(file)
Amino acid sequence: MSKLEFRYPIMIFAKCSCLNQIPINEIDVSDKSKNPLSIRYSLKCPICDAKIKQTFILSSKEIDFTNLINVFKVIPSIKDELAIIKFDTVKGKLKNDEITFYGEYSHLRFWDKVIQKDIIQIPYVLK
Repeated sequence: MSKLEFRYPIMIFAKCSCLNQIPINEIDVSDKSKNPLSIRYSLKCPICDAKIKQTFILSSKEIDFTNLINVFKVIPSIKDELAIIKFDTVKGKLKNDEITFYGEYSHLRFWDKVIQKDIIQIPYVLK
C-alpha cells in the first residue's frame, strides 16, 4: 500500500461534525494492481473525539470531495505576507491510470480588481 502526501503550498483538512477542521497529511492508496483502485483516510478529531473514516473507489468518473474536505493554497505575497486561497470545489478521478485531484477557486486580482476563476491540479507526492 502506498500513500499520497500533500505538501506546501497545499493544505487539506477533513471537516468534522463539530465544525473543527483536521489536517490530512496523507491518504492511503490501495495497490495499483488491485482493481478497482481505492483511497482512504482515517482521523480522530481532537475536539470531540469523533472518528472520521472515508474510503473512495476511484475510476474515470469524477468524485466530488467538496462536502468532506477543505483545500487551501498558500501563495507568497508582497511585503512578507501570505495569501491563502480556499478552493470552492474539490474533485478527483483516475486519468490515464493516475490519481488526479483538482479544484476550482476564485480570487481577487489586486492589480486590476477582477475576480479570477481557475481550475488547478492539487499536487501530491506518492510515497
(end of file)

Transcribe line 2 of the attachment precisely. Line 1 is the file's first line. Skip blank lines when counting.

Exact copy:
Repeated sequence: MSKLEFRYPIMIFAKCSCLNQIPINEIDVSDKSKNPLSIRYSLKCPICDAKIKQTFILSSKEIDFTNLINVFKVIPSIKDELAIIKFDTVKGKLKNDEITFYGEYSHLRFWDKVIQKDIIQIPYVLK